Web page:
Nancy Drew Review
By Joe Lozito
Kid and "Nancy"
It's hard to believe "Nancy Drew" - the unbearably precocious teen detective from countless books - is almost 80 this year. From Warner Bros' adaptation, she's doesn't look a day over sixteen. And unfortunately, the film isn't likely to appeal to anyone over ten. The problems start early with an opening scene in which Nancy (Emma Roberts) faces off against two thieves pinched from the "Home Alone" playbook (led by SNL's Chris Kattan). Nancy offers them desserts and gets them bickering until the police show up to do the arresting. The scene is cute in a for-the-kids kind of way and sets the tone for a film that will rarely rise above "Scooby Doo"-level mysteries.
The script by Andrew Fleming and Tiffany Paulsen uproots Nancy from her River Heights locale and drops her in - of all places - Los Angeles. It seems Dad, attorney Carson Drew (Tate Donovan, keeping it good-natured), got some nebulous consulting job with dollar signs in his eyes (though the Drews seem to live very, very well). Through a whole host of plot contrivances, Nancy schemes to have her Dad rent a house that "comes with a mystery". You see, Nancy is unhealthily obsessed with "sleuthing" (no kidding, this kid's completely OCD), so much so that her dad has made her promise to quit. Of course, that proves difficult once Nancy learns more about the house's former owner, enigmatic movie siren Dehlia Draycott (Laura Elena Harring from "Mulholland Drive", glamming it up), who died mysteriously years ago.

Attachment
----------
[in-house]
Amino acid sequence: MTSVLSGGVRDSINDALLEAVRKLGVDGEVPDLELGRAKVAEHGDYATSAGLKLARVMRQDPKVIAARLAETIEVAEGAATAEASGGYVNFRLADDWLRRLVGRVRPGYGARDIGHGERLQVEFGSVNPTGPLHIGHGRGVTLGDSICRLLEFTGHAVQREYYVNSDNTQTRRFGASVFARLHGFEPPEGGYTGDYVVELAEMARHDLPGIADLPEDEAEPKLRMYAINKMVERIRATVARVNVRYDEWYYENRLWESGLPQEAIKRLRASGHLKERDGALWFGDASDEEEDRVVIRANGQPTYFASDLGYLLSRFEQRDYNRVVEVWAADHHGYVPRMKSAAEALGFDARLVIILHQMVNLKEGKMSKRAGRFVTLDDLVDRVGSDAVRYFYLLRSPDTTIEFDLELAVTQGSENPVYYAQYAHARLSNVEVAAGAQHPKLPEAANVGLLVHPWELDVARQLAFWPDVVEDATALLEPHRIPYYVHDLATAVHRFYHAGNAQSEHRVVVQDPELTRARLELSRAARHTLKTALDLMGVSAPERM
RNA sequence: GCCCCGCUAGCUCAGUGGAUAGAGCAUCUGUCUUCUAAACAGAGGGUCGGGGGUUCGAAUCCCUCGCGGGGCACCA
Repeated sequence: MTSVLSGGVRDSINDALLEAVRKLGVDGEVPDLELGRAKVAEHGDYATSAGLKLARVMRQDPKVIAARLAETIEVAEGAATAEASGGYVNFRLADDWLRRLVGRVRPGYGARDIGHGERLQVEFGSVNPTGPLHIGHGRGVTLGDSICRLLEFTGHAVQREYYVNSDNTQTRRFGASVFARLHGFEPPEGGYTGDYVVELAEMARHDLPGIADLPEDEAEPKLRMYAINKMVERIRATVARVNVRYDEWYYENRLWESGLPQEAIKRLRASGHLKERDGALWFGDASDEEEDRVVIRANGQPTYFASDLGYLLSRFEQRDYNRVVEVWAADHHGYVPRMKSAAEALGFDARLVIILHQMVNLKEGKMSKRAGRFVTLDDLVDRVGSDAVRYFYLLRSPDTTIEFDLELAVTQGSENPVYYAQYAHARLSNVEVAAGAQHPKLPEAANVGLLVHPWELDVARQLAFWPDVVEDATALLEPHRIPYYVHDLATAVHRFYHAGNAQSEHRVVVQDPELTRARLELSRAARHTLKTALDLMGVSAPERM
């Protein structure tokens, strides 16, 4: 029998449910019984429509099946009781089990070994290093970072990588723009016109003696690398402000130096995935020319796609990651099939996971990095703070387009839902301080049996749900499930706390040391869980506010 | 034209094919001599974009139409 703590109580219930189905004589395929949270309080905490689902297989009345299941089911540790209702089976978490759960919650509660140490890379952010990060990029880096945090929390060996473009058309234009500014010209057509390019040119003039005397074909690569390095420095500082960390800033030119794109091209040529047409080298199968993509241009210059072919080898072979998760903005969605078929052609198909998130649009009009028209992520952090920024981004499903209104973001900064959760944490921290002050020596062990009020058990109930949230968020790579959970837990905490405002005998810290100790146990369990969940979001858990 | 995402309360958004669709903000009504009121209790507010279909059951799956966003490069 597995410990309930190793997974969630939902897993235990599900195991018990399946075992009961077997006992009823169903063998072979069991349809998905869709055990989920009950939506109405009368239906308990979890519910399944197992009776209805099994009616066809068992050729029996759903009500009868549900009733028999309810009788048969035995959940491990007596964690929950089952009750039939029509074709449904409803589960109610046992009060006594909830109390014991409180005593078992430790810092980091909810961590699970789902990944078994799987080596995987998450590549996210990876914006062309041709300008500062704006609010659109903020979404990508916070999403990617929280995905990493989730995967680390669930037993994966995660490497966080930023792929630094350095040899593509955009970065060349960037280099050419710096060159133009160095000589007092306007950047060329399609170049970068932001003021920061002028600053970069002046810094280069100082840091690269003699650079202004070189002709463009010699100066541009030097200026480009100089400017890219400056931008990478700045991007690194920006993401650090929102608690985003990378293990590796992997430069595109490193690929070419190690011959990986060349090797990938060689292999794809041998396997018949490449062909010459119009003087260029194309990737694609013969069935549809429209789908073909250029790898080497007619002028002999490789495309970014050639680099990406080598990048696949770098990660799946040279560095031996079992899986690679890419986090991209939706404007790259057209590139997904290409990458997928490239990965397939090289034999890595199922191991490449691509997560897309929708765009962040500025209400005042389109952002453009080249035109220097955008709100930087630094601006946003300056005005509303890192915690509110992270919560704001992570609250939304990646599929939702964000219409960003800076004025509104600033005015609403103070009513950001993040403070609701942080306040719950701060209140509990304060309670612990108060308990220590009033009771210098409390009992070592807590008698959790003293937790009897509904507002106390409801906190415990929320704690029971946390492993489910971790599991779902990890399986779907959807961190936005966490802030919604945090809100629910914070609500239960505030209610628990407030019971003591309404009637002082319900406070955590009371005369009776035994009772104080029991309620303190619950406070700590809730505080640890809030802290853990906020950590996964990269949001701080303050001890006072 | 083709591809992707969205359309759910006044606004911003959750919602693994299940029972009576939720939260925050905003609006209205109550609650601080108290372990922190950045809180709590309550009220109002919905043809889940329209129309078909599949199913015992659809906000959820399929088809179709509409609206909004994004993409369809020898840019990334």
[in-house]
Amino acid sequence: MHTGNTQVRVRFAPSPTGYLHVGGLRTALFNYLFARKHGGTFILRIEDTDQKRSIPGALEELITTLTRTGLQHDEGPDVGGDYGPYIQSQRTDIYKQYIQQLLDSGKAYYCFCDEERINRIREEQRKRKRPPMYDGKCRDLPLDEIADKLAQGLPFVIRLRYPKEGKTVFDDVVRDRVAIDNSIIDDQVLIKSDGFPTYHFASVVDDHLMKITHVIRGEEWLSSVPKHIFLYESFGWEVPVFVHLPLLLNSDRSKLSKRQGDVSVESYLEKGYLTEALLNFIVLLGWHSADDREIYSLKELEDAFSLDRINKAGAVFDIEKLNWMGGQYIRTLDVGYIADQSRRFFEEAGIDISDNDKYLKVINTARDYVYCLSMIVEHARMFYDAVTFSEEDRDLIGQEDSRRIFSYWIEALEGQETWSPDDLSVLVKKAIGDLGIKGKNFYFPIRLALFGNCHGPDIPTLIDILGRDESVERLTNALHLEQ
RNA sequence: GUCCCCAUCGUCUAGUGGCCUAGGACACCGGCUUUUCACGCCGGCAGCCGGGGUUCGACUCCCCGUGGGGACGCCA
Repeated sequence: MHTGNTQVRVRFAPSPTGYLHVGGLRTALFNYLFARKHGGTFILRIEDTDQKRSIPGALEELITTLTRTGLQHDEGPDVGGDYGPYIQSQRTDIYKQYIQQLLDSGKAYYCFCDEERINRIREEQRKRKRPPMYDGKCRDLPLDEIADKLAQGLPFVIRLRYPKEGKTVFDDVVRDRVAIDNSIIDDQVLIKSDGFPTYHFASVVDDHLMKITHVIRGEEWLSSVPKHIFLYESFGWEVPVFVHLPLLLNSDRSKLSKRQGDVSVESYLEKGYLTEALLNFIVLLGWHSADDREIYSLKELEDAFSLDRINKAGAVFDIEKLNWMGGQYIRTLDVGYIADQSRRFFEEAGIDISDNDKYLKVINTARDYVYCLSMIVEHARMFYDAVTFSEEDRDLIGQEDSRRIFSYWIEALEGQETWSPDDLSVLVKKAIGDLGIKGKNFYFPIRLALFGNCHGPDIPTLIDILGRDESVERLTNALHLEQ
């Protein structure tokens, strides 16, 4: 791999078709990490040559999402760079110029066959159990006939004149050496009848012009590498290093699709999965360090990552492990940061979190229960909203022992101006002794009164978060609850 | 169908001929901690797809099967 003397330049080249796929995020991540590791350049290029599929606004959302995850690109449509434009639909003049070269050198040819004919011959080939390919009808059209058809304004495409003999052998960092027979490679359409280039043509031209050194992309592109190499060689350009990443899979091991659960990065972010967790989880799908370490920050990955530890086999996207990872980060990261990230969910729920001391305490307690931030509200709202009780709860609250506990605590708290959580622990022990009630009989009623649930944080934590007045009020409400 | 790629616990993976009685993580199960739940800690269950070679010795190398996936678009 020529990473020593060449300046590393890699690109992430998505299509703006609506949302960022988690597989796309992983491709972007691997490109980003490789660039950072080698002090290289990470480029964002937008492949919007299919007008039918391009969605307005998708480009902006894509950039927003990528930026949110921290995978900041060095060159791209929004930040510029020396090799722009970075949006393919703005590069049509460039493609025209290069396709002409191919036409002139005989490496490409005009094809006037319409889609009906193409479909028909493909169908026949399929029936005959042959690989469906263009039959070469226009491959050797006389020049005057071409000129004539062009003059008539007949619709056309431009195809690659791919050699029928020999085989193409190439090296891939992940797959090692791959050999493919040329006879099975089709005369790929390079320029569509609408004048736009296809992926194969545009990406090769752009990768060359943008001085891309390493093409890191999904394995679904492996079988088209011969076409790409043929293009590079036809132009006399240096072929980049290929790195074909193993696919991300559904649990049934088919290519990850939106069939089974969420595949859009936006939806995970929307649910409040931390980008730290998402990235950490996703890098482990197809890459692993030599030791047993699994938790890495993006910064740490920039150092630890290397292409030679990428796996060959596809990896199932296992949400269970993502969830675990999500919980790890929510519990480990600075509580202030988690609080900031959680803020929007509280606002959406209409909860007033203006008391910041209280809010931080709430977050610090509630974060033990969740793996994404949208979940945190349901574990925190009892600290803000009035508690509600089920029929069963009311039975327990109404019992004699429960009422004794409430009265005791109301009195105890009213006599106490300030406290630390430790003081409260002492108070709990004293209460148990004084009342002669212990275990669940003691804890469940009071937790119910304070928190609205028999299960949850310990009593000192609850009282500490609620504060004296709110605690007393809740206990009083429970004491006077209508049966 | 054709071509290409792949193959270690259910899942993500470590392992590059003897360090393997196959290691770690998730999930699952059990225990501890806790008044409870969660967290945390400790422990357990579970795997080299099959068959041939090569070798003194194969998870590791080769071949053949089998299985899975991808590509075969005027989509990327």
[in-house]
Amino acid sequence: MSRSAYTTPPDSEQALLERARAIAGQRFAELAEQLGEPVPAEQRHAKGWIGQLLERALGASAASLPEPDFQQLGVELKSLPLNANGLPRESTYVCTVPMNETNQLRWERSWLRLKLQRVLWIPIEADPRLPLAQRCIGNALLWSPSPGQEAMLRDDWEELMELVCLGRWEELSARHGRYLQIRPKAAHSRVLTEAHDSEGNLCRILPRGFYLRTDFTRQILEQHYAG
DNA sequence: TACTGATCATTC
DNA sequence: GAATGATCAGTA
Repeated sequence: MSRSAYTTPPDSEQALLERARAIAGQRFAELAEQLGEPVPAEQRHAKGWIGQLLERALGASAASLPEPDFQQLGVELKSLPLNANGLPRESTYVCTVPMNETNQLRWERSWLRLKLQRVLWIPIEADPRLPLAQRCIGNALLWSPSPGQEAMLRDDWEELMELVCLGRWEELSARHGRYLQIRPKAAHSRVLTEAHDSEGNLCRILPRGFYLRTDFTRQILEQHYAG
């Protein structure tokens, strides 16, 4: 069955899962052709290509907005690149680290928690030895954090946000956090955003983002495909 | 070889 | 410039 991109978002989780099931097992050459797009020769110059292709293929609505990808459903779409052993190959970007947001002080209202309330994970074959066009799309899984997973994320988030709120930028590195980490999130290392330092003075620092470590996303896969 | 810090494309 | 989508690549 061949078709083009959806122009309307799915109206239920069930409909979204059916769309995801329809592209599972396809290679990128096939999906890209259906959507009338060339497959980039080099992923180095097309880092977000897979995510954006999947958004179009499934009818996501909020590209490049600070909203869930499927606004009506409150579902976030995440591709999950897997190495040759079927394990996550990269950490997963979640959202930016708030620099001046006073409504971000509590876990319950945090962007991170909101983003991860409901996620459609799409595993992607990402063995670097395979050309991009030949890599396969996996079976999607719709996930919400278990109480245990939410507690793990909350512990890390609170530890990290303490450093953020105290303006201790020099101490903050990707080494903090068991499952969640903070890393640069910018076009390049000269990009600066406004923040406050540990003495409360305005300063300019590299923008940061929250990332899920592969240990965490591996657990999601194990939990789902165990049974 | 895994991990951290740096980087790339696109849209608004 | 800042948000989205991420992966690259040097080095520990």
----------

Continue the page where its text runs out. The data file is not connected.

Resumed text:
From here, the film follows a fairly standard A-leads-to-B-leads-to-C structure until the bad guys are brought to justice. It's hard to believe there wasn't a better story in the entire catalog of Nancy Drew books. Director Andrew Fleming (of 2003's "The In-Laws") has some fun with Nancy as a fish-out-of-time (she still dresses like the character from the 50s) but he doesn't do much to elevate the film above TV-movie quality. As Nancy, young Emma Roberts (niece of Julia/daughter of Eric) is appropriately precocious (actually, she's less like a teen girl and more like a short adult), but the script does nothing to develop Nancy's character. Her relationship with doting boyfriend Ned doesn't even have preteen-level chemistry, and her knack for sleuthing is so over-played it nearly makes her robotic. Only young Josh Flitter injects the film with a true dose of comic relief as goofy sidekick Corky.
The film faces a further struggle in that this generation may already have its Nancy Drew, and her name is Hermione Granger. The young "Harry Potter" heroine (embodied commendably on film by Emma Watson) possesses all the spunky energy so desperately lacking from "Nancy Drew". Though still rocking the penny-loafers and knee-high socks, the film attempts to make Nancy relevant: not only does she carry a digital recorder in her sleuthing kit, but she listens to her iPod while IMDB'ing Dehlia's filmography. Of course, that scene brings up a good point: with Google around, who isn't a young detective these days?